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Album Premiere: So Long By No Year

No Year
29 January 2021

No Year – Photo courtesy of No Year

No Year is a Portland, Oregon-based quartet comprised of veterans of the city’s underground music scene. They’re unleashing their gripping, visceral, and psychedelic post-hardcore music today in the form of their first album, So Long.

Big Takeover is pleased to host the premiere of the entire LP on its release date today. The full length was named well before the shit-showery of 2020, but the title has taken on an all new meaning at the end of the longest year of our lives, and a new one beginning with no relief in sight.

Recorded at Portland’s Stop / Start and Haywire Studios in the fall of 2019, So Long winds through a labyrinth of ’90s grunge angst, hazy shoegazers, noise rock, and angular post-hardcore that heavily indebted to the legacy of Gravity Records.

Calling the music psychedelic might seem odd. because this isn’t the stuff that originated in the ’60s, but is weighty, intense, and runs on waves of feedback, delayed and heavily effected guitars, and shifting song dynamics that turn the listener over and over like a giant rock tumbler, eventually smoothing the roughest edges.

With big themes dealing with the topics of loss, sadness, confusion and alienation, audiences will have no trouble feeling the deeper message, while occasionally obtuse lyricism leaves room for personal interpretations.

The record is as much looming and desperate as it is embracing the power of a positive mental attitude to see things through. A big chorus never hurts either while at the end of your tether and holding on to a sliver of hope.

The album is only 5 songs long, but they are epic in nature, kicking off with the blasting, grinding, and resonant “Sundown” that features sporadic calmer lulls. From there the listener is tossed into the gritty and crankin’ drive of “What People Say” and the more ruminative, trippy, and high-flying “Minutes On The Hour,” which weaves a mysterious and sinuous pathway through the mind.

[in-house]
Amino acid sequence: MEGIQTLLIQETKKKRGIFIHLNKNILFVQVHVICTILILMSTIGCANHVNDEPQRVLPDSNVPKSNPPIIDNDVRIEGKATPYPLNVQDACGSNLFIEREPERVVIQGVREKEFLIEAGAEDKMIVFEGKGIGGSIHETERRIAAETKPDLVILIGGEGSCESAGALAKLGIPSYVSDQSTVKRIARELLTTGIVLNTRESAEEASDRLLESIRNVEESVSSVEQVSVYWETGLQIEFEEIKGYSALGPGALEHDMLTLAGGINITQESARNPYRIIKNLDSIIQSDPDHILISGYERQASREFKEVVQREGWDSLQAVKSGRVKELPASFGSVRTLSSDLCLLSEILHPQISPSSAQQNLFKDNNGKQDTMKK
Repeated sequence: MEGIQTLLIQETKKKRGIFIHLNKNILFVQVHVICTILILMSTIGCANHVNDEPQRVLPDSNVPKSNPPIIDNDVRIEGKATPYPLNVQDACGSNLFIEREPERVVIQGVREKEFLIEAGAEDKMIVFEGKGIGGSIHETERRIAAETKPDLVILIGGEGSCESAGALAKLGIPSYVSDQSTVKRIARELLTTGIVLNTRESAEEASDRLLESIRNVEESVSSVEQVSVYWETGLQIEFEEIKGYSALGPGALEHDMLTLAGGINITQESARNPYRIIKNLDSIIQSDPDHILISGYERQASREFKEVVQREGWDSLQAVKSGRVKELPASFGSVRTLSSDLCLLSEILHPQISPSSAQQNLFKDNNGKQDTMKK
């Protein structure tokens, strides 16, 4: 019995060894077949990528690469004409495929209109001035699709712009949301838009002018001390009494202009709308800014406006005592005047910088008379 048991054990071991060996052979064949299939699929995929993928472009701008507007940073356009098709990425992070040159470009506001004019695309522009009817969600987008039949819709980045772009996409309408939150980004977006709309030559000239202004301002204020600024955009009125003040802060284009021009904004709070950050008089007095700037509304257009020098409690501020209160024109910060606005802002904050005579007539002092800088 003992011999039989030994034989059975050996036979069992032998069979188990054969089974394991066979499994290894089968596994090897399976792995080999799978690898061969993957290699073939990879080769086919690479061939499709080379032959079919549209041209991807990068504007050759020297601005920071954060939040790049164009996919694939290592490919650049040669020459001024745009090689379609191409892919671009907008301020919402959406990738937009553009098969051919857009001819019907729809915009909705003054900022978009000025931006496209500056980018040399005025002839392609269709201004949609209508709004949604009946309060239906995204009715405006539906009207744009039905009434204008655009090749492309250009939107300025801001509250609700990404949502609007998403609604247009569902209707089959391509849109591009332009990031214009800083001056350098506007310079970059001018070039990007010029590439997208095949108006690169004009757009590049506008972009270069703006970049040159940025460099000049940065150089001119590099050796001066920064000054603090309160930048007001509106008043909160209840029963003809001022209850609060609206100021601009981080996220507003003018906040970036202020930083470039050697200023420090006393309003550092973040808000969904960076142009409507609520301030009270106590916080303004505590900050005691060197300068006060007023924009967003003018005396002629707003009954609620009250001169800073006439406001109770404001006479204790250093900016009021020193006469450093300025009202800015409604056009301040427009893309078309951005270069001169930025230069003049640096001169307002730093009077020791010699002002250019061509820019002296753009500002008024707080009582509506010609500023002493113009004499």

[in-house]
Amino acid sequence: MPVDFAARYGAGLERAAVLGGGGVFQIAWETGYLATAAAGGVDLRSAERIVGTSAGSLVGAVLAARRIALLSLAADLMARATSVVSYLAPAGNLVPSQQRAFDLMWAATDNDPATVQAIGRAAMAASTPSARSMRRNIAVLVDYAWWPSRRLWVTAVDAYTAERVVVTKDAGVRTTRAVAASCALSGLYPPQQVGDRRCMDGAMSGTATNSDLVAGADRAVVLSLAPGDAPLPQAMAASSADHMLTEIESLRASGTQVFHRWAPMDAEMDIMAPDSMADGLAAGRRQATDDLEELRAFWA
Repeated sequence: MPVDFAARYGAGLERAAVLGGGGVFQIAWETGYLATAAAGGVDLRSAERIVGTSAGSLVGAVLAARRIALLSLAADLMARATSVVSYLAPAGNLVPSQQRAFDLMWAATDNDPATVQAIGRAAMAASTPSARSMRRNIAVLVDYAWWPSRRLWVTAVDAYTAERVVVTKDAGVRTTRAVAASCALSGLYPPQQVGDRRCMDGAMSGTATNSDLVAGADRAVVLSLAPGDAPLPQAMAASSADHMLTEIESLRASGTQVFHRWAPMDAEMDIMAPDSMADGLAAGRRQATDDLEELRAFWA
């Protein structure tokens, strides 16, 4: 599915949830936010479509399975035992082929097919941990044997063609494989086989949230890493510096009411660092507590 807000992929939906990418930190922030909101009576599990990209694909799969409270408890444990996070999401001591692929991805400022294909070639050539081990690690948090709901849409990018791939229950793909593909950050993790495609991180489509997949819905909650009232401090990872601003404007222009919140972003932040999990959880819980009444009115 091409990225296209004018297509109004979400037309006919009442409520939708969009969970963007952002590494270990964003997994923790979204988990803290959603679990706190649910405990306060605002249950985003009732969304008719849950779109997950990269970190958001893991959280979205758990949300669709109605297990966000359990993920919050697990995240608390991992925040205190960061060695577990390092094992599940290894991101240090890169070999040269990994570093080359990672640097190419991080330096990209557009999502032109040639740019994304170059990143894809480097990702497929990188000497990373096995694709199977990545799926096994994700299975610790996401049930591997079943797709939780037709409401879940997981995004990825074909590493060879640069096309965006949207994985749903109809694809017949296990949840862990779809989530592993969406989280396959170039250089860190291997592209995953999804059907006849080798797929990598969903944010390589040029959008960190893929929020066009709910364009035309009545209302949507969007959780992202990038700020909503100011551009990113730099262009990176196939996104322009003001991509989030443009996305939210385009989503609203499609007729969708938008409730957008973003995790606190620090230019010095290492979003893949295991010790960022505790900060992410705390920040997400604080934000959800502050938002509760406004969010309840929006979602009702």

“Welcome Home” commences with a sedate, yet ponderous pace, moving forward like a contemplative behemoth, and streaked with passionately exclaimed vocals. Fiery guitar burn, kinetic drumming, and low-end bass line build up and explode by its end in a sonic and emotional catharsis.

The title track and album-ender draws the ear in with cycling spare sounds and sighed vocals, but near the halfway mark, it too detonates into sonic fireworks of pummeled drums, bashed cymbals, raging vocals, frenetic bass line, and cyclonic guitar whirl. This dies down for a time to a menacing tempo that stalks most of the rest of the song before the band members smash it up again for a ripping finale.

Released by New York City label Inferior Planet, So Long cuts a wide swath through modernity into uniquely familiar sonic territory, a vaccine to soothe our already psychically strained minds roiling from the last 9 months of lockdown and national political turmoil.

Neal Munson (guitar, vocals) comments, “The music on Song Long, and No Year as a band, started as a direct reaction to my previous group. I never wanted to play a pentatonic scale again! To escape the bluesy pitfalls of automatic playing I re-tuned my all my guitars and got back to the stuff I grew up with: grunge, power pop, and eventually ‘classic’ emo and post-hardcore.”

“At the time, my life was in a pretty major upheaval so a lot of the lyrical content comes from alienation, depression, and loss which (I think) comes across pretty clearly in the mood of the record. Most of the music was conceived alone, but I was fortunate enough to reconnect with some great old friends to flesh the whole thing out.”

“The result is a collaborative effort that animated the songs in great and unexpected ways I would have never imagined. The final icing on this record / cake was getting to record and mix with Fester at Stop/Start and Haywire Studios here in Portland. He’s a true wizard behind the boards and really made the songs come to life.”

NOYEAR · So Long

Order So Long at Inferior Planet, Bandcamp, and the usual digital platforms.

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